What about all of those rolled-up photos and certificates?  I’m really not sure who thought that rolling an item was a good idea or in any way saved space, but most family collections have at least a few of these. Over time the paper has become brittle, so simply trying to open the roll won’t help and may cause further damage. The best thing to try is a process called rehumidifying, which involves allowing the document to sit in homemade humidifying chamber for several hours. Don’t worry, I’ve done it many times and it is easier than it sounds, but it is best to look up detailed instructions online by searching “rehumidify photos.”

Many organizing gurus will begin by telling you to throw out every useless sweater in your closet. This type of project is a bit different.  Despite my “clear the clutter” personality, I can’t tell you to purge sentimental family items because you never know when some little snippet written on a piece of paper will come in handy. However, I do suggest throwing away duplicate photographs, particularly those more recent ones. I say this following an afternoon of my mom and I simultaneously saying “look at this funny photo of our aunt,” while we each held the exact same photograph. Apparently “free duplicate copies” is a promotion that has been around nearly as long as the camera. Or better yet, if there is a family member who would like the rare, older studio shots of ancestors, offer the photographs to them—it may just spark their interest.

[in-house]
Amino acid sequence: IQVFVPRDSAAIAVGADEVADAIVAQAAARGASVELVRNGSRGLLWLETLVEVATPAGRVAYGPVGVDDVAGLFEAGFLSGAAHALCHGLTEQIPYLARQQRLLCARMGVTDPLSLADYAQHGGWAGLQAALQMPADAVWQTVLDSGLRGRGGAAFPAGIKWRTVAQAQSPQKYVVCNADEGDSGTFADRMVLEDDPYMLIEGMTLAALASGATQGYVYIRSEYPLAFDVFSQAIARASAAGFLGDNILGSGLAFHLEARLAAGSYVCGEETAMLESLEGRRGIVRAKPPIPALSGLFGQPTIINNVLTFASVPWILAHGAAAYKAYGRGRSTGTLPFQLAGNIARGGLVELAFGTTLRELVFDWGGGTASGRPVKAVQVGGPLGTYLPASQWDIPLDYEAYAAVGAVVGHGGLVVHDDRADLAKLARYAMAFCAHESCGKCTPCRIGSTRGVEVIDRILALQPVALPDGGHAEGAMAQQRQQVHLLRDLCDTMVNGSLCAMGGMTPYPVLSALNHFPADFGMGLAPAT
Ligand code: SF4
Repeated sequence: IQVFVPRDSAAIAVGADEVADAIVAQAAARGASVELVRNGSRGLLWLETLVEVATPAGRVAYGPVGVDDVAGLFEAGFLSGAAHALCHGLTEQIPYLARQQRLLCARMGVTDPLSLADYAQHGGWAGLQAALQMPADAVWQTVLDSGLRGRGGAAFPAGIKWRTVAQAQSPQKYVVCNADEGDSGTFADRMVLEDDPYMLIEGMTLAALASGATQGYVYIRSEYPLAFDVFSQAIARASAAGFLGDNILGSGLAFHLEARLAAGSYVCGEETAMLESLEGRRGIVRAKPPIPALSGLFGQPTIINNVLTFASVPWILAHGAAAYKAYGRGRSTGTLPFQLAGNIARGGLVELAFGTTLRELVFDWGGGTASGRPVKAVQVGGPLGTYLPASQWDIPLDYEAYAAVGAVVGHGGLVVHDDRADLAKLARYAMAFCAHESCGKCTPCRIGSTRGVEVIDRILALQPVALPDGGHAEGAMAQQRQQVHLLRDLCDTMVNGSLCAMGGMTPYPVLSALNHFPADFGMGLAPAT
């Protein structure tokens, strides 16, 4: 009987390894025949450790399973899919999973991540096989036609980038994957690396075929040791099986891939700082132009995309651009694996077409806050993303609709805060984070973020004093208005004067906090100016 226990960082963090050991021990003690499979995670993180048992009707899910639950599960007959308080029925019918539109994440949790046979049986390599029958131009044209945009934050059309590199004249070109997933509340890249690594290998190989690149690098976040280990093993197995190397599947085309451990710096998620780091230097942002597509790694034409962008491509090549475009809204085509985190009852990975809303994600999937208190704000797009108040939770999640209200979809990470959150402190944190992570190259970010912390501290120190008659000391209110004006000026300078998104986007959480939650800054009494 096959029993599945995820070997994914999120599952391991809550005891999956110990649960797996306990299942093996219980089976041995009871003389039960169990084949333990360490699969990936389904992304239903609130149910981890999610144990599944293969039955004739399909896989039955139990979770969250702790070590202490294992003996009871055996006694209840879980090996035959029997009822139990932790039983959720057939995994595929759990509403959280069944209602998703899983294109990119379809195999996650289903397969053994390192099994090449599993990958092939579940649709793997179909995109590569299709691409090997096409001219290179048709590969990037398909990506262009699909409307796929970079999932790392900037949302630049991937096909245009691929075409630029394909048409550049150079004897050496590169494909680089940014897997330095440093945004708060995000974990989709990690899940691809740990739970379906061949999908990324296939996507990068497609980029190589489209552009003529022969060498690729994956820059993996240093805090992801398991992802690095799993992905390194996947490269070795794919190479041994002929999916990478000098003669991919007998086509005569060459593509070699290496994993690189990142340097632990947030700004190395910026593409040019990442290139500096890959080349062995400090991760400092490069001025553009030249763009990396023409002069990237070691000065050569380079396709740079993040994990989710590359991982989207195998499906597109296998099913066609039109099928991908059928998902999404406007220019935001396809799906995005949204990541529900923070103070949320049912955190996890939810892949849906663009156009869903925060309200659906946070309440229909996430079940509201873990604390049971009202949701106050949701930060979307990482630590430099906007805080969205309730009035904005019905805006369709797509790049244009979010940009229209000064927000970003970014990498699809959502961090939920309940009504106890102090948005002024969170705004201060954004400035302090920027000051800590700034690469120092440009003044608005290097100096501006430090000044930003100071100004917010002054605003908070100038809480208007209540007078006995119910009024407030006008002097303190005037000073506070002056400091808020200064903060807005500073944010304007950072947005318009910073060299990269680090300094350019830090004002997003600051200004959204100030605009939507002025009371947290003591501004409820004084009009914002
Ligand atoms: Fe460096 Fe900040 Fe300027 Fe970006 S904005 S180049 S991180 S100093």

The next step, if you are so inclined, is to digitize your items. If you have a large quantity of items, take your time with this to avoid feeling overwhelmed. High resolution scanners are great and not overly expensive. If this doesn’t sound like something you can do on your own, ask a tech-savvy family member if they would be willing to help. It may even draw them into the fun and spawn some family storytelling. Remember, technology will continue to evolve so try to save digital archives in an easily transferable file format.